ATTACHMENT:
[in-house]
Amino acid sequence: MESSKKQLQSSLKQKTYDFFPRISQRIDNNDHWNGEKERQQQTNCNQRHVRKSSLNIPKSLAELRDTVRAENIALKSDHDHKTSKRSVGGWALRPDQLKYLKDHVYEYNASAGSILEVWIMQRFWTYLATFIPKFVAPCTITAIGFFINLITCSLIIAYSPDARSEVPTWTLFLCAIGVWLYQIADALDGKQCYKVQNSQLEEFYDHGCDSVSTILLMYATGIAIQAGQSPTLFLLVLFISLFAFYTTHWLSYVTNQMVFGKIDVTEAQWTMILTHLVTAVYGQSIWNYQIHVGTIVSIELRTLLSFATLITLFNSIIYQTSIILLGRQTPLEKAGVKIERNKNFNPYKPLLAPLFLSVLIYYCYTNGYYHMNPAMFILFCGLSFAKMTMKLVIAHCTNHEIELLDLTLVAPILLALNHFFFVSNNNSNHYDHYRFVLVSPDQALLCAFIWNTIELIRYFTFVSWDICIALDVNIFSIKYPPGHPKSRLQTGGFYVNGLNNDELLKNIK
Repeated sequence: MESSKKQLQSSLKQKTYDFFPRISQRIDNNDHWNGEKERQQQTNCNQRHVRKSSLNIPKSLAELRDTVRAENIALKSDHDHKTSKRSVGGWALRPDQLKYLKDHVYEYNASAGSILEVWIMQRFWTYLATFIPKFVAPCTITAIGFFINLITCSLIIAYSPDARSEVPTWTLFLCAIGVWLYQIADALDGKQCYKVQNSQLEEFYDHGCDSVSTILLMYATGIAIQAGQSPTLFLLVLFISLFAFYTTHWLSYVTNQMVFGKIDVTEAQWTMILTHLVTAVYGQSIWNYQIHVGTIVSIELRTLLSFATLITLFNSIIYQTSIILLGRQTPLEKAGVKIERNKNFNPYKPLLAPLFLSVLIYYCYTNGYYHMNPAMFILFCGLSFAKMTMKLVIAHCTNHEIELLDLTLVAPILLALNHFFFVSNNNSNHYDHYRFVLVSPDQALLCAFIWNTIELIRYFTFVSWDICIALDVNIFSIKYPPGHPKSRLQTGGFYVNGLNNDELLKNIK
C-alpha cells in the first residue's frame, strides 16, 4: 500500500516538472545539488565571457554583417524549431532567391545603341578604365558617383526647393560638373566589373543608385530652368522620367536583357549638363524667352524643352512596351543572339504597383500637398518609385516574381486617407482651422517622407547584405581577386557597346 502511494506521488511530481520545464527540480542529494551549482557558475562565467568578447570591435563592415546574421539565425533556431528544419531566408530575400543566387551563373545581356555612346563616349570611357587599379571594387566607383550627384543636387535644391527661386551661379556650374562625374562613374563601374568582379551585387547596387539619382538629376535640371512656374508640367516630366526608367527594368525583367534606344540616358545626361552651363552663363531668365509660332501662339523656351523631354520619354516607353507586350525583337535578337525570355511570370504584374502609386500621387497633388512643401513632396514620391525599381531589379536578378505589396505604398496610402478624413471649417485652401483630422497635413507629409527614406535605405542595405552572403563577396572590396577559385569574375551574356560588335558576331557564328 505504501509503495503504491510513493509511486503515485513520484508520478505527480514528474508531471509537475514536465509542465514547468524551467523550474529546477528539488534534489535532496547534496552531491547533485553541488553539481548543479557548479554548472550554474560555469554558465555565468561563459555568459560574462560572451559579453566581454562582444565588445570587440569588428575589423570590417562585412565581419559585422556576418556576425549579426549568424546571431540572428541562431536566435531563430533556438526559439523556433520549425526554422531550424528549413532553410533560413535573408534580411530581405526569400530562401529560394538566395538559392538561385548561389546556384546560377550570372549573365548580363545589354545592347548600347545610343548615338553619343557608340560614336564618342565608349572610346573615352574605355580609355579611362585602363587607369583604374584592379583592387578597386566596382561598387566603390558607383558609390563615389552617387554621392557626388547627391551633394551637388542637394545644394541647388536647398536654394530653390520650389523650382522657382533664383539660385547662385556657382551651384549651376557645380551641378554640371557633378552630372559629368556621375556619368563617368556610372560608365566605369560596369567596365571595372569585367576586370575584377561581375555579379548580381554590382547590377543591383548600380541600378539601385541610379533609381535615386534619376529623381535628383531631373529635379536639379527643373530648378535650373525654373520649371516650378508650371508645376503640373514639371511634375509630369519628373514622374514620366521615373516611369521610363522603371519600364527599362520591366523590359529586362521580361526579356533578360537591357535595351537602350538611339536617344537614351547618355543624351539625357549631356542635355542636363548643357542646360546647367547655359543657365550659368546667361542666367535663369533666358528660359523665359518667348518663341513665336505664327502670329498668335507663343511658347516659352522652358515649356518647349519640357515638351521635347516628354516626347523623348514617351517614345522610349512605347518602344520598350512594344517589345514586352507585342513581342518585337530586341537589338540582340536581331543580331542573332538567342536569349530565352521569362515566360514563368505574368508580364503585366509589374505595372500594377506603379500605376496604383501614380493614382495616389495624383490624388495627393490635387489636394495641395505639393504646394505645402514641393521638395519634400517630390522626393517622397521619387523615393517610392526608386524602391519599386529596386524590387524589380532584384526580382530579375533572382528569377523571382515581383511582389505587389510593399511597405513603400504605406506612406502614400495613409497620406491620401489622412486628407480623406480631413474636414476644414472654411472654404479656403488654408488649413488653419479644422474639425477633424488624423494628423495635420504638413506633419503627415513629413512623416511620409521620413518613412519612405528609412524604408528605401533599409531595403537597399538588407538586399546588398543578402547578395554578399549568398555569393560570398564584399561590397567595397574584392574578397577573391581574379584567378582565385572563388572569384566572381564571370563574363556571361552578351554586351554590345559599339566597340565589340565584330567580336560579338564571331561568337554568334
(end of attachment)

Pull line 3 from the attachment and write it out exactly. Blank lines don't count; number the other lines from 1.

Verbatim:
Repeated sequence: MESSKKQLQSSLKQKTYDFFPRISQRIDNNDHWNGEKERQQQTNCNQRHVRKSSLNIPKSLAELRDTVRAENIALKSDHDHKTSKRSVGGWALRPDQLKYLKDHVYEYNASAGSILEVWIMQRFWTYLATFIPKFVAPCTITAIGFFINLITCSLIIAYSPDARSEVPTWTLFLCAIGVWLYQIADALDGKQCYKVQNSQLEEFYDHGCDSVSTILLMYATGIAIQAGQSPTLFLLVLFISLFAFYTTHWLSYVTNQMVFGKIDVTEAQWTMILTHLVTAVYGQSIWNYQIHVGTIVSIELRTLLSFATLITLFNSIIYQTSIILLGRQTPLEKAGVKIERNKNFNPYKPLLAPLFLSVLIYYCYTNGYYHMNPAMFILFCGLSFAKMTMKLVIAHCTNHEIELLDLTLVAPILLALNHFFFVSNNNSNHYDHYRFVLVSPDQALLCAFIWNTIELIRYFTFVSWDICIALDVNIFSIKYPPGHPKSRLQTGGFYVNGLNNDELLKNIK